Greg Enright: Utility model rife with ‘ifs’

Our lead story focuses on one major IT vendor, Hewlett-Packard, furthering its efforts to offer customers a pay-as-you-go option for an IT service – in this case, storage. It’s one in a long line of recent announcements by the likes of HP, IBM and EMC that give customers the option of forking over dough for only that amount of service they consume.

The advantages and disadvantages this kind of model offer are myriad; they are being debated and will continue to be debated for quite some time. One particularly hot discussion centres around the question of whether such moves are collectively bringing us closer to the notion of “utility” computing.

The answer to that question is yes. What is still unknown is just how close we’ll be in the end to having IT provided in the same manner as more common utilities, such as lighting and water. With those, we turn something on, it’s delivered immediately and we pay a bill at the end of the month based on how much we have consumed.

The idea of IT working that way, it seems, has taken most people in the industry a bit of time to grasp. IT, after all, is so incredibly complex, with all kinds of highly unique products somehow working together (well, most of the time) to form the behemoth known as “IT.” How could all of that be delivered as effortlessly and efficiently as established utilities appear to be?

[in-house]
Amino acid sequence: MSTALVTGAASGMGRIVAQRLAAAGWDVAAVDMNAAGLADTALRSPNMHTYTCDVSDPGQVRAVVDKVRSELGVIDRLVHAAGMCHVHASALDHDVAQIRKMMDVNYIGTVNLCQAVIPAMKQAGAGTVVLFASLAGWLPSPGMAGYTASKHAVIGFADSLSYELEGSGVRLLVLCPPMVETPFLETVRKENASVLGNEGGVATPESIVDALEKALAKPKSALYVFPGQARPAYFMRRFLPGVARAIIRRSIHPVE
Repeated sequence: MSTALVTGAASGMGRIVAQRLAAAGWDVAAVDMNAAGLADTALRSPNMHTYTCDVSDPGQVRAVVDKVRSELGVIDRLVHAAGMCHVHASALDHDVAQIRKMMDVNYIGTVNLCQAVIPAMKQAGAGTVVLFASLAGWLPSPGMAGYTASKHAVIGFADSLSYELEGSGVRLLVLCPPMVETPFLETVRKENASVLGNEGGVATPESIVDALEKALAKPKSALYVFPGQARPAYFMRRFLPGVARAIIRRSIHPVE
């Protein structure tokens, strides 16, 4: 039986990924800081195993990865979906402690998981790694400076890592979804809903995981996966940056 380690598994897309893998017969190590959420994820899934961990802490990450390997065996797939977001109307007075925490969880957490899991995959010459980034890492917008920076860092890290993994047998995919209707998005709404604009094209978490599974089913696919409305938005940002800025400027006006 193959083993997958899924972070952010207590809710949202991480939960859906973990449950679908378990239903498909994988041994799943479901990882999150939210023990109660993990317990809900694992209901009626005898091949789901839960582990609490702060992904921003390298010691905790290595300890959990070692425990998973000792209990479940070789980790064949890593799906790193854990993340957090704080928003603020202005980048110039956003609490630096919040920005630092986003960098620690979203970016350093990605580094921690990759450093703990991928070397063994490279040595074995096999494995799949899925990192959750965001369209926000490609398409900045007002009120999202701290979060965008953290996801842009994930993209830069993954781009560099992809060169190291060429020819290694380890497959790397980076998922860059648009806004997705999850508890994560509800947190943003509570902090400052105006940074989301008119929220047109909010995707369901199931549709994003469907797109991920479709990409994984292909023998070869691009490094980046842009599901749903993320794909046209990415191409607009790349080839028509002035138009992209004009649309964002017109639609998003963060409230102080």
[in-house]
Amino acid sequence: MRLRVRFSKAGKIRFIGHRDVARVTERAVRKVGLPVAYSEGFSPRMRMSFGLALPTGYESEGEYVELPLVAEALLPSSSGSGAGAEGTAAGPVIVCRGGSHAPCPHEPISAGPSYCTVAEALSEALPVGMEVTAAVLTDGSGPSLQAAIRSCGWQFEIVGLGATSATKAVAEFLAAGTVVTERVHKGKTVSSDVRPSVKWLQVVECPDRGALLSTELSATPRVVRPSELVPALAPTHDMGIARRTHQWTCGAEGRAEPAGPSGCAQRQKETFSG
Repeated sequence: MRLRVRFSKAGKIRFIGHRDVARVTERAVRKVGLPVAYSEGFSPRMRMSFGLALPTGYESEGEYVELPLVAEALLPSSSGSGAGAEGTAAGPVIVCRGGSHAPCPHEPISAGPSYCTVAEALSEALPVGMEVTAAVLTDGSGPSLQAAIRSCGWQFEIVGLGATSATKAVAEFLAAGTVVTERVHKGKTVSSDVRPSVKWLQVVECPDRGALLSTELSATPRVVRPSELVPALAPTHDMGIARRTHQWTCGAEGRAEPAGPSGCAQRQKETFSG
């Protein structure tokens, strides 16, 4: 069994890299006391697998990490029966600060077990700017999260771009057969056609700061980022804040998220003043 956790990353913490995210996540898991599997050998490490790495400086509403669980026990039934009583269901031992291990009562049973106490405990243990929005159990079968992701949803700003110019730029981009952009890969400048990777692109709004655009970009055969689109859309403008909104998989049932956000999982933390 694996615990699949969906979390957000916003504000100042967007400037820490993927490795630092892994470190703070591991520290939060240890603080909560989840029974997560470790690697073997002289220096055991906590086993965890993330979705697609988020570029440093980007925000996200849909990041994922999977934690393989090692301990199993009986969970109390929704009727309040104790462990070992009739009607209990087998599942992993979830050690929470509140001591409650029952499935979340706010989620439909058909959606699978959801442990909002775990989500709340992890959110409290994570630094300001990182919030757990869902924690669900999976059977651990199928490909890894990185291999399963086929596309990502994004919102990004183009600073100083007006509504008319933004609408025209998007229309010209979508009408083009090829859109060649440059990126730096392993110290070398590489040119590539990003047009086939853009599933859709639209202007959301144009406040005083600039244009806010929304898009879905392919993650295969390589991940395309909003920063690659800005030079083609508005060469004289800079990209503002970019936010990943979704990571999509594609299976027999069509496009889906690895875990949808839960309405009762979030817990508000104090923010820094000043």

Well, somehow, it is happening – slowly but surely. Perhaps it might work out that only certain parts of the IT operation are delivered in a utility manner. Whether that is what happens, or whether the whole shebang is eventually offloaded to the “new” utility companies, one thing seems certain: internal IT departments are going to shrink. Let’s look at a few “ifs” surrounding that supposition.

If Number 1: If the management of storage, for instance, becomes as effortless to deal with as firms such as HP are promising, the onus for maintaining that happy state of affairs will shift from the individual enterprise to the service provider. That would mean a shift in job locations for your average network professional from ACME Industries Inc. to your friendly neighbourhood service provider’s offices. Such a shift would not necessarily entail a contracting of available jobs in this space, just a shift in where they work.

If Number 2: If the majority of jobs do end up moving to the vendors’ services departments, employees can expect to see their job descriptions change. This will be most notable in the area of customer service and so-called “soft” skills. Customer service just might win the utility game, and the HPs and IBMs will be looking for techies who excel at working well with customers.

If Number 3: If the utility model takes hold, provisioning IT should get a lot easier for the enterprise. The role of the network pro within that model, however, is a long way from being fully defined.